I am a small-government conservative who clings tenaciously and old-fashionedly to the idea that one ought to have balanced budgets. On abortion, gay marriage, et al, I’m libertarian....

But having a first-class temperament and a first-class intellect, President Obama will (I pray, secularly) surely understand that traditional left-politics aren’t going to get us out of this pit we’ve dug for ourselves. If he raises taxes and throws up tariff walls and opens the coffers of the DNC to bribe-money from the special interest groups against whom he has (somewhat disingenuously) railed during the campaign trail, then he will almost certainly reap a whirlwind...

Obama has in him—I think, despite his sometimes airy-fairy “We are the people we have been waiting for” silly rhetoric—the potential to be a good, perhaps even great leader. He is, it seems clear enough, what the historical moment seems to be calling for.
By comparison:
But that was—sigh—then. John McCain has changed.... A once-first class temperament has become irascible and snarly; his positions change, and lack coherence; he makes unrealistic promises, such as balancing the federal budget “by the end of my first term.” Who, really, believes that? Then there was the self-dramatizing and feckless suspension of his campaign over the financial crisis. His ninth-inning attack ads are mean-spirited and pointless. And finally, not to belabor it, there was the Palin nomination. What on earth can he have been thinking?
His positions change, and lack coherence....

Is Buckley not right?

The Connecticut Supreme Court finds a right to same-sex marriage.

WaPo reports.

"George Bush has probably had the hardest administration since Lincoln. I feel for him."

"But his speech on the economy just now was lackluster."

Lackluster!

He's lost The Corner!

ADDED: Wonkette live-blogged:
10:28 AM — So far he has explained why everything sucks, and told people not to freak out too much about everything sucking....

So the financial crisis has some "lefty-artsy" university types stockpiling food?

Instapundit thinks we may be seeing the merger of economic panic and the mainstreaming of survivalism.

I think the lefty-artsy university types should be buying bottles of champagne and celebrating, because the crisis -- if it really is at the panic-y, food-stockpiling level -- will drastically cut back consumption, fighting huge, intractable problems that they dreamed of solving through regulation: global warming, mass obesity, crass materialism, suburban sprawl...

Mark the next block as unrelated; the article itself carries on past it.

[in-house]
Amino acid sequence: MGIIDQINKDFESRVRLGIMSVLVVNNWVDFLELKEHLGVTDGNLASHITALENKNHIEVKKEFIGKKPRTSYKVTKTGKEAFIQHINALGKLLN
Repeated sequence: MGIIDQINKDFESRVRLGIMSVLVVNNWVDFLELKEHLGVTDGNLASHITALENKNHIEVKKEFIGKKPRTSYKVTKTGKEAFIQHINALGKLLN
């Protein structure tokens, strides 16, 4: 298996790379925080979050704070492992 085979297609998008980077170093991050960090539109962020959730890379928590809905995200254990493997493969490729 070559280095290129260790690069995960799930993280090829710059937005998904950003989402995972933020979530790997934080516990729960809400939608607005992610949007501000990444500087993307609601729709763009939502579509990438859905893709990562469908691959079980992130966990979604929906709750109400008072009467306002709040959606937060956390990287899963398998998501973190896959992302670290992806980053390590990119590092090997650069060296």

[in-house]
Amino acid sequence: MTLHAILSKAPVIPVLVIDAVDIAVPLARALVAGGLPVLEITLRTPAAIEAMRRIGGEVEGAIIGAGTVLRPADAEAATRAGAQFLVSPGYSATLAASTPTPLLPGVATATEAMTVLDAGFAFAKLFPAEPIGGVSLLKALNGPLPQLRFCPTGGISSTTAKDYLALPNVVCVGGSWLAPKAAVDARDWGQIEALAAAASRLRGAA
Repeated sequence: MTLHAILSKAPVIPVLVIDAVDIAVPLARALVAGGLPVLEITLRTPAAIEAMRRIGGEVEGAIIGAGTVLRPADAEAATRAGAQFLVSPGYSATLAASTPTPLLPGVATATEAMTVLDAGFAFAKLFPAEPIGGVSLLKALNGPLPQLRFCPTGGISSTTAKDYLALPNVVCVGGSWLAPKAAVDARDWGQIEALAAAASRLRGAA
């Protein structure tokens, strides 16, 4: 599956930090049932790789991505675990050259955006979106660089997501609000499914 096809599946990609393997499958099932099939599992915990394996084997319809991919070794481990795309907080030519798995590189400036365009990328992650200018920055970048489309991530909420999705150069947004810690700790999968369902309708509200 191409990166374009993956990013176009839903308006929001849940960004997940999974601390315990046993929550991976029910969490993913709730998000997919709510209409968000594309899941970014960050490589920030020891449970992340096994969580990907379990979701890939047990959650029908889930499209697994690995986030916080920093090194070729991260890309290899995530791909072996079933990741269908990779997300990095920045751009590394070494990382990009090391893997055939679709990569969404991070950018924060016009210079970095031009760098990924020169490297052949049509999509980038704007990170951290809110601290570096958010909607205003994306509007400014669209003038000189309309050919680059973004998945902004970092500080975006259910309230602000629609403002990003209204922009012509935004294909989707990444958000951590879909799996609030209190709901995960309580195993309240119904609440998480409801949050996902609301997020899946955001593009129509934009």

What does it take to make these people happy? They're addicted to gloom! Even vast economic collapse won't satisfy them.

"It was a strategic mistake to send Sarah Palin out on the stump as warrior girl. Mr. McCain is war-y enough."

Writes Peggy Noonan. I don't know about that. We like our warrior girl... some of us. Those that don't like Palin the Warrior aren't going to like Palin the "social conservative who is for diplomacy, for an easy-does-it approach to foreign affairs," are they? But I agree with Noonan about this:
Both campaigns, in the closing stretch, seem not fully worthy of the moment. We are in crisis—a once-in-a-century event, as we now say. And what we got from the candidates, in this week's presidential debate, was a bunch of gummy meanderings—smooth, rounded sentences so full of focus-grouped inanities that six minutes in viewers entered a kind of trance in which we almost immediately gave up on trying to wrest meaning from what was being said and instead focused on mere impressions.

***

Noonan has a way with words. Note that she wrote "meanderings" where many writers would use "maundering." Here's the American Heritage Dictionary on "maundering":
1. To talk incoherently or aimlessly. 2. To move or act aimlessly or vaguely; wander.
Sounds exactly right, no? But then:
ETYMOLOGY: Probably dialectal variant of meander (probably influenced by wander).
Interesting! Noonan rises above the dialectical variant.

McCain/Palin supporters are an angry mob. That's the virulent meme this week.